The Broken Pottery Shop by Debra L. Hall

In a time when the world had lost the concept of forgiveness and had forgotten the meaning of love, a young girl named Rayna walked to the edge of sadness and there she took up residence in a rundown cottage, overgrown by tangled brambles. “It is better to be alone than lonely,” she reasoned. The humble dwelling had once belonged to a cruel man who, over time, had filled the rooms with broken dreams, shattered plans and mismatched cast-a-ways. Every nook and cranny was smothered in cobwebs and dark secrets. Gloomy shadows refused to give way to light. Rayna recognized the despair. It was the very likeness of her wretched past. She thought it a suitable home.

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Going Home

Going Home

Allison Keeton Fisher

It’s a small town, the center of which is situated just about three miles south of Interstate 64 in eastern Kentucky. The connecting road between the town and the Interstate is a four-lane highway dotted with businesses and homes built on and into the hills that border the road. Close to the Interstate, nestled on a hill at the edge of the forest, is a funeral home that transports the deceased through town and all over the countryside to small family cemeteries.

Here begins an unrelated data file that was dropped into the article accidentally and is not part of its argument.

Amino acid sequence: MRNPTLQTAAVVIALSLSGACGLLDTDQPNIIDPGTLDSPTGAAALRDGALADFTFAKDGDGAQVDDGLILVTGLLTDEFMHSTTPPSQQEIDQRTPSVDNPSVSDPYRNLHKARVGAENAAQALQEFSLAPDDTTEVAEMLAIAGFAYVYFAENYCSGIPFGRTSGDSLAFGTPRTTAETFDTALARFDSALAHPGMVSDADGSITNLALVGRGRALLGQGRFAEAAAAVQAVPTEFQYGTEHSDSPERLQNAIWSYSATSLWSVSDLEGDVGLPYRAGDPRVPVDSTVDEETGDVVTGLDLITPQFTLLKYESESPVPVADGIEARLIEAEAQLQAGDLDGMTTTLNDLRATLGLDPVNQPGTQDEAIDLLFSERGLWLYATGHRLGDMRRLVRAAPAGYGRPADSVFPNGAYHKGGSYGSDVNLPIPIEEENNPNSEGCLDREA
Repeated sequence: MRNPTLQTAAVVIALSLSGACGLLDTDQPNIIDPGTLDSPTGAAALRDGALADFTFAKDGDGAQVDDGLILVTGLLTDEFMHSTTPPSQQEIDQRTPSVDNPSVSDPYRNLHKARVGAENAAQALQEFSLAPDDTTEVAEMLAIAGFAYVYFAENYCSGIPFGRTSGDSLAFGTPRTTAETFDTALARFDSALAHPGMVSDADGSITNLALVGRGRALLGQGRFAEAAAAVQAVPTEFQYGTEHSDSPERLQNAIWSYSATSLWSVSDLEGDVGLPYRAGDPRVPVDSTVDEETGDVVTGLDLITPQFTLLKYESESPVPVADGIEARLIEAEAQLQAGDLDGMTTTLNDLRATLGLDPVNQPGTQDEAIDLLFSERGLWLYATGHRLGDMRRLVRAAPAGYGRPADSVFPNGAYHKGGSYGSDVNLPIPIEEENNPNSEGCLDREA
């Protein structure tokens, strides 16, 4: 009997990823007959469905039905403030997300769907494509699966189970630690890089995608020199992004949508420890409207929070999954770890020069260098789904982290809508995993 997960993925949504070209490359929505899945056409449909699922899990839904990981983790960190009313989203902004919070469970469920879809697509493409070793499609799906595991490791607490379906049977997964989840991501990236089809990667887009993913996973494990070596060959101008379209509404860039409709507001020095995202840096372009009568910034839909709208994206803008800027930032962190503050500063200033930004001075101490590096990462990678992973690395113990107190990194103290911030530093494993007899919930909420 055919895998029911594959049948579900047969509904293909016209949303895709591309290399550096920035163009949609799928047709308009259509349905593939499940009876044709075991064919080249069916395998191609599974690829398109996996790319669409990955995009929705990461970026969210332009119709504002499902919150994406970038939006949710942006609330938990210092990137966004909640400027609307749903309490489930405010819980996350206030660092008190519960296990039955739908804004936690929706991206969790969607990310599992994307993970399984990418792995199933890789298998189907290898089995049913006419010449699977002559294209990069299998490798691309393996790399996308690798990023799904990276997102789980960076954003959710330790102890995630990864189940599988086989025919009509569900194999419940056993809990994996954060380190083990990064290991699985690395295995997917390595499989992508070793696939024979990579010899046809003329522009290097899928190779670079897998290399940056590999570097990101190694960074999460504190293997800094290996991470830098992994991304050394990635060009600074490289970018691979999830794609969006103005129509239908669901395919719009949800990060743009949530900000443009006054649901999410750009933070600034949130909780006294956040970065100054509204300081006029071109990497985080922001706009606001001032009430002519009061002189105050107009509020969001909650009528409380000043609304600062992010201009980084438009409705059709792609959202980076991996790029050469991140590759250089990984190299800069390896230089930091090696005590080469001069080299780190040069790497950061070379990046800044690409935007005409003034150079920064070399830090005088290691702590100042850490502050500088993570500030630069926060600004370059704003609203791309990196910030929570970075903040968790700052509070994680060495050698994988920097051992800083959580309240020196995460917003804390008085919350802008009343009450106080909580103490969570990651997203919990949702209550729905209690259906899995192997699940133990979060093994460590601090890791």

On a recent trip home, my mother and I were driving north on this connecting highway toward the Interstate, when I noticed that all the cars in front of me were pulling off to the side of the road and stopping. I slowed down, too, simply because I didn’t know what was going on. Then, around the bend, I saw what was happening. There was a hearse leading a long line of cars toward town. I pulled over, like everyone else, and noticed that everything around us had come to a halt as well. In a parking lot across the road, some high school kids were raising money at a car wash. They stopped their laughing and sloshing around and stood still, some with hands folded in front, some with their heads down. Continue reading “Going Home”